American Horror Story: 1984 wrapped up its nine-episode season last night with “Final Girl,” which—despite some spectacular moments of bloodshed—pulled the ultimate AHS bait-and-switch and gave its delightfully entertaining slasher story a most unexpected ending.
A happy ending! A tear-jerking, totally sincere, unapologetically happy ending, set to 1988 cheeseball classic “The Living Years” by Mike + the Mechanics! Sure, most of the characters in the episode are actually dead—the victims of Camp Redwood, forever frozen in the 1980s (or whatever decade in which they were massacred)—but irony is dead, too. American Horror Story simply adores doing the exact opposite of what you expect, and the earnest “Final Girl” might be the ultimate example so far.
Over nine episodes—though it was the shortest AHS season to date, it was the perfect amount of time to tell its story, so kudos to Ryan Murphy and FX for resisting the urge to add any padding—1984 morphed from note-perfect summer-camp slasher homage (complete with totally tubular 1980s outfits, hair, cultural references, and nostalgic tunes) into something that also encompassed true crime and the study of serial killers, a ghostly mystery, two Death Row jailbreaks, multiple redemption stories, and one of the coldest villains AHS has ever seen in Margaret Booth (Leslie Grossman).
As the title suggests, the bulk of 1984 takes place in 1984, but the season also gave us plenty of context-supplying flashbacks (including a glimpse at Camp Redwood, circa 1948) and flash-forwards. The finale takes us all the way up to 2019, as Bobby (Finn Wittrock)—the long-lost son of falsely convicted Camp Redwood boogeyman Mr. Jingles (John Carroll Lynch)—shows up looking for answers about the father who vanished when he was a baby. Fortunately, the first ghost he meets is Montana (Billie Lourd), who’s mellowed out a lot in the past three decades, and has become a much more compassionate person in her afterlife. The same isn’t true for the Satan-powered Richard Ramirez (Zach Villa), who still has zero chill, to the point where the ghosts (including Chef Bertie!) take turns killing him and waiting for him to revive so they can kill him again.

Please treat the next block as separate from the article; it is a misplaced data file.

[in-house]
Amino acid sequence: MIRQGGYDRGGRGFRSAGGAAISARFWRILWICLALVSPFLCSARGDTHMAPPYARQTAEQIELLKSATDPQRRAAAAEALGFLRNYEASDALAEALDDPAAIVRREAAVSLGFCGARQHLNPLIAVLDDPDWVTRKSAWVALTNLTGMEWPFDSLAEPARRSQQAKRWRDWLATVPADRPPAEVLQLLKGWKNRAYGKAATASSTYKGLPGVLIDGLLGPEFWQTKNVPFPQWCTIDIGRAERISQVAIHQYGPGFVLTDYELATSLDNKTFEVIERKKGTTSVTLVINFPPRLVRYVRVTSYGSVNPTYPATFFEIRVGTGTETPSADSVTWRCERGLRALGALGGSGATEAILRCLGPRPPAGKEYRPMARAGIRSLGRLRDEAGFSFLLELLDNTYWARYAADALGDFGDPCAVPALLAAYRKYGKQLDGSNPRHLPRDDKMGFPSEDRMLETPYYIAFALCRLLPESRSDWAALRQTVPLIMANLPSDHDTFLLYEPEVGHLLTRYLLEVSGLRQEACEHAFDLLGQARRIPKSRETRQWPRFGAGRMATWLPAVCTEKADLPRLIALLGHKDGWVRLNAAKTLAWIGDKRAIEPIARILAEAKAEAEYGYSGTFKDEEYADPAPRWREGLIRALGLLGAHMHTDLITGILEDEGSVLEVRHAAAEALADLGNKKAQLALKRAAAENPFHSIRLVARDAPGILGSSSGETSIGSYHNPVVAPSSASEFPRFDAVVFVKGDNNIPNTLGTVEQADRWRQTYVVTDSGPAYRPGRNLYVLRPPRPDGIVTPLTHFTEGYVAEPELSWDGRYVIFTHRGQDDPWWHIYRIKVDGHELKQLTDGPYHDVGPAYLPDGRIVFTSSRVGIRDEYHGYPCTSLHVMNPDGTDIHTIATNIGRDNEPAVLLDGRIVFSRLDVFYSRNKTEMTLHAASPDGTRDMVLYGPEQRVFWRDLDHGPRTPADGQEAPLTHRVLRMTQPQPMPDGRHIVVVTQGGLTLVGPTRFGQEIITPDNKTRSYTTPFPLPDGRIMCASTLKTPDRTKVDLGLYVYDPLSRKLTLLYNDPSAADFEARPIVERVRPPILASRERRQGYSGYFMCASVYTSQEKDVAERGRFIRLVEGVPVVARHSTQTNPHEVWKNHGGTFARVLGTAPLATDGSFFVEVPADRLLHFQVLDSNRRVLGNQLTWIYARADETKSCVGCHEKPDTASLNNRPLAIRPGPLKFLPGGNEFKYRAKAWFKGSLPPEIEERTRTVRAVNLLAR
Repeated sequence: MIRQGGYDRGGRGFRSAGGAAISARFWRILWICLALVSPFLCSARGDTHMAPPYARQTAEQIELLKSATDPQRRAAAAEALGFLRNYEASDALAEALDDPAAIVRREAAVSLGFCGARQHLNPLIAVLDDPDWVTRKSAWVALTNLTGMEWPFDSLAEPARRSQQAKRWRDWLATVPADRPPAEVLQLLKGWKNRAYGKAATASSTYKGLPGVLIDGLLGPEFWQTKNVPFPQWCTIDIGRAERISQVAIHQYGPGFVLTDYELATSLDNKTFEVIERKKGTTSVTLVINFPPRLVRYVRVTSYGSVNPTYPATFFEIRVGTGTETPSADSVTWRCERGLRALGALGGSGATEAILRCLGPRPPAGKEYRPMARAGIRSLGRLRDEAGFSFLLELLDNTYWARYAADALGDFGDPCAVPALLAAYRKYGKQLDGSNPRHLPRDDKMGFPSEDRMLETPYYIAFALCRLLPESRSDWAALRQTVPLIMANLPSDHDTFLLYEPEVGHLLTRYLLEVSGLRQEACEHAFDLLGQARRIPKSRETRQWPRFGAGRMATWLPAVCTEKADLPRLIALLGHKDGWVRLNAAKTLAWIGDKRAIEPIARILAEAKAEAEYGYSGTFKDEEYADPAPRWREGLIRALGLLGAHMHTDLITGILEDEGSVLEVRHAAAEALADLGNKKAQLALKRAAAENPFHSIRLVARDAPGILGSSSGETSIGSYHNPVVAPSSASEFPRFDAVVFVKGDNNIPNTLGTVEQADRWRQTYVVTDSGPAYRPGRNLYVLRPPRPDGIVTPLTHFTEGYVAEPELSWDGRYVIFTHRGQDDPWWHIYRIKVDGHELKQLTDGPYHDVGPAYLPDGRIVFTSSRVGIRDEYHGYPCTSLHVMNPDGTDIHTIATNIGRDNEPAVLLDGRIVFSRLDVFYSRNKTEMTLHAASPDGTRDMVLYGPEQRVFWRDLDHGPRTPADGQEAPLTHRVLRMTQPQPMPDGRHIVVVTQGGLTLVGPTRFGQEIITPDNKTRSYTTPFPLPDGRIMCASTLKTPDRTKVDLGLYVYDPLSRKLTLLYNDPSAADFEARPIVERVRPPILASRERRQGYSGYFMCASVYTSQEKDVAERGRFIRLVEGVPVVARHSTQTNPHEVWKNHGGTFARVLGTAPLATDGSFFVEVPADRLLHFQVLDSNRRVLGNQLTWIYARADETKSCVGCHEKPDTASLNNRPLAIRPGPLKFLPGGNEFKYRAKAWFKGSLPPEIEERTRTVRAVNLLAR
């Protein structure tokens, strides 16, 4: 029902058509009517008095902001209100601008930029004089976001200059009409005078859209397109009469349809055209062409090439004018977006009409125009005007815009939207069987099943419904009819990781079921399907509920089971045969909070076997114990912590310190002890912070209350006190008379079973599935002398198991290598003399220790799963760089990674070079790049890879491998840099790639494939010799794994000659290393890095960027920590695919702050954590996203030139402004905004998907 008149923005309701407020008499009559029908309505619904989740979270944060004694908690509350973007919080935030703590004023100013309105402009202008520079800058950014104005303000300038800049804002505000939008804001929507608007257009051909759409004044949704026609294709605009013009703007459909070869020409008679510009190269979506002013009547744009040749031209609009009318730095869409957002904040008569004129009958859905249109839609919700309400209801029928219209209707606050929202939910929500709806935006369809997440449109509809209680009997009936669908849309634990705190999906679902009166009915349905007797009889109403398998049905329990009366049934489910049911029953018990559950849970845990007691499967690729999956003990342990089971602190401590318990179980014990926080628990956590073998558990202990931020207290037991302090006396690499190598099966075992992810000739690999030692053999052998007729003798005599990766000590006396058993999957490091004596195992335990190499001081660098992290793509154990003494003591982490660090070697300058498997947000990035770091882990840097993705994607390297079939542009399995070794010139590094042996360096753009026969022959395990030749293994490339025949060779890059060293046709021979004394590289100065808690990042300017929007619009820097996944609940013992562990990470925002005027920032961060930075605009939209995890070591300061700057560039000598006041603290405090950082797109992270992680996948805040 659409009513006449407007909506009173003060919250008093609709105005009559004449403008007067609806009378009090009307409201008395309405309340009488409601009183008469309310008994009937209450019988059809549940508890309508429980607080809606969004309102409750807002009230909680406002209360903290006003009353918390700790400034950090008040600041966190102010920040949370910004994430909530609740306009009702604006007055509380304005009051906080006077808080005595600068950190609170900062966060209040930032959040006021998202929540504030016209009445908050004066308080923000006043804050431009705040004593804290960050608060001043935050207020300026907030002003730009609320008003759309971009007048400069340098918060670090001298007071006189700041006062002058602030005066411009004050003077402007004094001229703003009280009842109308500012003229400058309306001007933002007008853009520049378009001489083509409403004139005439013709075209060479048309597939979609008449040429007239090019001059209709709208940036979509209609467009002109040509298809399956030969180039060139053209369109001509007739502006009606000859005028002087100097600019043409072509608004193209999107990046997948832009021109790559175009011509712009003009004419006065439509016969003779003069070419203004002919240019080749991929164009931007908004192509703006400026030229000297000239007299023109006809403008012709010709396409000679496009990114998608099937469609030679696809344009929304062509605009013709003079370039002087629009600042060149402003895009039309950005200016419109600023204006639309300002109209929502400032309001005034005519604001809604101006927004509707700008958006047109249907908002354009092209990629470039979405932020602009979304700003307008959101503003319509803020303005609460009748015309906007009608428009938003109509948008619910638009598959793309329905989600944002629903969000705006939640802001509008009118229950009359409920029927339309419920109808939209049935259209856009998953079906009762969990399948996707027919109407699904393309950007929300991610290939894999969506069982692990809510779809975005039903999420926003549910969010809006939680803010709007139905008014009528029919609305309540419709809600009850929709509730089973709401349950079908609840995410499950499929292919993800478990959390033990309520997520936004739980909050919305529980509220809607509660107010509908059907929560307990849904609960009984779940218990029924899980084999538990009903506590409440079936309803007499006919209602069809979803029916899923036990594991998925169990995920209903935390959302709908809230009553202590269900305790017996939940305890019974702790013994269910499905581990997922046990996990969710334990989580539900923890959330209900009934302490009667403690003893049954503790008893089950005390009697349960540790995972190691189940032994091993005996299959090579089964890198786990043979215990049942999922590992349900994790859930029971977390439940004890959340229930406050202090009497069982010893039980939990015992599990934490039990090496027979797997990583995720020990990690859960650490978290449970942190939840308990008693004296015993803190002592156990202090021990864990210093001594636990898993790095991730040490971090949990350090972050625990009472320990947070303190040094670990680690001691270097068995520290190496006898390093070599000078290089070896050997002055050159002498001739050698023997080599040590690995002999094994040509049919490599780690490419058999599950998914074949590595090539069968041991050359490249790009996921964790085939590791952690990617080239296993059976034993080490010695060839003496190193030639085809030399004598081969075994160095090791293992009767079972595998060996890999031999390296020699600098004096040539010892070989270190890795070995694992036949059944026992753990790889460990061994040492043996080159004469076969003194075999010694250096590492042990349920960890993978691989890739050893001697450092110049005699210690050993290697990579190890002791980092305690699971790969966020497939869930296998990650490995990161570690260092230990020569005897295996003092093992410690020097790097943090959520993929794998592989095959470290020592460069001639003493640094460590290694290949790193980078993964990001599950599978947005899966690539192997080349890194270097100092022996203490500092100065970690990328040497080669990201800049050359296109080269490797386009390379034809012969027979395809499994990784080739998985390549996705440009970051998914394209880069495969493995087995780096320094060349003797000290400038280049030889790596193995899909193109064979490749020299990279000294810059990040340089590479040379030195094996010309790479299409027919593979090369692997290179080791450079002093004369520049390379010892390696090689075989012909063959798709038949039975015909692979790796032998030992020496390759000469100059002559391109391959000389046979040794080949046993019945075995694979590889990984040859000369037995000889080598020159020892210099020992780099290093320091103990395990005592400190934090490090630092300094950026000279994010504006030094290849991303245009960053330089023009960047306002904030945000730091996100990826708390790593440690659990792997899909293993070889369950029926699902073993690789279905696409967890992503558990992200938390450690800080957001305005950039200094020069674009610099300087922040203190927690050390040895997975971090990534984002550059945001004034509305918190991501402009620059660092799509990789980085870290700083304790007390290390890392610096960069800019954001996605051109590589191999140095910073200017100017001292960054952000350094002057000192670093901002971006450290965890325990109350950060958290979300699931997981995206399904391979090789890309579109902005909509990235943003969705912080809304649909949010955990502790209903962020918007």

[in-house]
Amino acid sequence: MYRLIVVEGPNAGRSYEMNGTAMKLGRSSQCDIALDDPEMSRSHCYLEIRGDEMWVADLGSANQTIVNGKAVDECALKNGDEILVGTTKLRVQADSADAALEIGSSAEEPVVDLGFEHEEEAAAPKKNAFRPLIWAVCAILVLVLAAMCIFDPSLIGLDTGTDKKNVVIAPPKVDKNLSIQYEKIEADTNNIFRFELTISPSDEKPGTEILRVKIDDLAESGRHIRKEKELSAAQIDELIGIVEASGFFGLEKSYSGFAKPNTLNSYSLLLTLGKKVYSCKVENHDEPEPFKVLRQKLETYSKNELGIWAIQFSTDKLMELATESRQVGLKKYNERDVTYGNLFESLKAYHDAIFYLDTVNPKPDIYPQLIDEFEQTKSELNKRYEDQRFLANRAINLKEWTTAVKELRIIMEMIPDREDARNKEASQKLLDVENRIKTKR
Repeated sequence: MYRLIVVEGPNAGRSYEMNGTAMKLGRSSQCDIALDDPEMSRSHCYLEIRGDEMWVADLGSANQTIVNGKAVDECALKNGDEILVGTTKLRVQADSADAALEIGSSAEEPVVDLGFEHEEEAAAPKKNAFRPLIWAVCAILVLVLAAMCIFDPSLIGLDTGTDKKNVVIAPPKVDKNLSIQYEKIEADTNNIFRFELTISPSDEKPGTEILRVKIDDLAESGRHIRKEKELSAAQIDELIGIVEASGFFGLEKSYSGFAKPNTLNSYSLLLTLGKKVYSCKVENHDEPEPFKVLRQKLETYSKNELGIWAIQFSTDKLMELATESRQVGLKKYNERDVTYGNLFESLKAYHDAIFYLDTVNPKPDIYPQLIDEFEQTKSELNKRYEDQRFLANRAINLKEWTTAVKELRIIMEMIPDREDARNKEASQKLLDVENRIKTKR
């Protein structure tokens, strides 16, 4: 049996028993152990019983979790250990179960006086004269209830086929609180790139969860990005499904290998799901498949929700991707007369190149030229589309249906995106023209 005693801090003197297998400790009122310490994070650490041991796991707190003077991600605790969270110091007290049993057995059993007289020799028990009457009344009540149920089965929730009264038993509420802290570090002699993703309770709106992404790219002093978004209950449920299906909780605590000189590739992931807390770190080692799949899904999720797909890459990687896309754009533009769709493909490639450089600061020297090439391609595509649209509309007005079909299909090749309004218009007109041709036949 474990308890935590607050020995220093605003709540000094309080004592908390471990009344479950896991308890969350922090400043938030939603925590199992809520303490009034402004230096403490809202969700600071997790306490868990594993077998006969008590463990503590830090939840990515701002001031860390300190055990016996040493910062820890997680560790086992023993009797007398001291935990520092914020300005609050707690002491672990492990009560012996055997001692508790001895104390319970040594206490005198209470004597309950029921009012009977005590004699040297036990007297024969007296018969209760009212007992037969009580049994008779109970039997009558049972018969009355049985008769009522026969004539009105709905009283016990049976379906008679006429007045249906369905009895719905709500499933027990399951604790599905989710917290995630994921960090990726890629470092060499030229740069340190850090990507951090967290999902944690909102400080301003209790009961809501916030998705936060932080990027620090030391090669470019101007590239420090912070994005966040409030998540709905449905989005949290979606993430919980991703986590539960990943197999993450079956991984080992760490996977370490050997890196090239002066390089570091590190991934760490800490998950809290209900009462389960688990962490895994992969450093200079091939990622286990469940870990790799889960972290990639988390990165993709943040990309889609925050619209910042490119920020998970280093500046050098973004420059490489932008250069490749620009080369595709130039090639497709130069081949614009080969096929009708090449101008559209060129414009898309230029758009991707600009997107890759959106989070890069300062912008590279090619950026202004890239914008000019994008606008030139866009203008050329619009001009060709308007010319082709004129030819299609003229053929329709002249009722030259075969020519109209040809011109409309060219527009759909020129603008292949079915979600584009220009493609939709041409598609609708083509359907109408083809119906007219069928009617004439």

This is a lot for Bobby to take in, especially when he realizes that he’s Ramirez’s number one target, but he catches on fast enough to realize that some of the closure he seeks actually lies outside of Camp Redwood’s borders. In the land of the living, he tracks down Donna (Angelica Ross), who’s now running the asylum where she helped Mr. Jingles escape all those years ago; together, they find out that Brooke (Emma Roberts) managed to survive her wounds after trying to kill Margaret in 1989, and has been living a quietly comfortable life in Oregon ever since. She’s also been sending money anonymously to Bobby, hoping to help him build a life away from the cycle of Camp Redwood violence that claimed his grandmother (Lily Rabe), namesake uncle, and father.
For all the episode’s talk about “final girls”—as slasher fans well know, that’s the term used to describe the lone female survivor in films like Halloween, Friday the 13th, etc.—1984 actually settles on a final guy, as Bobby makes his way back to the camp for the second time, hoping to finally make contact with his father. Though Margaret Booth, who’s reassembled her Ivana Trump bouffant in purgatory after a spectacular wood-chipper death in 1989—tries to get in the way, there’s no stopping this weird reunion from beyond the grave. The ‘80s will never die!
As for what’s next for AHS, show creator Murphy wouldn’t divulge any potential themes in a recent Deadline interview, but he did note that since it “might be our last season.” And his idea revolves around “reuniting fan-favorite actors to come back...the people who helped build this show into what it is, who believed in it from the beginning, have been contacted [for roles on the show] and are interested.”
Sounds like good news for the Sarah Paulson faithful.
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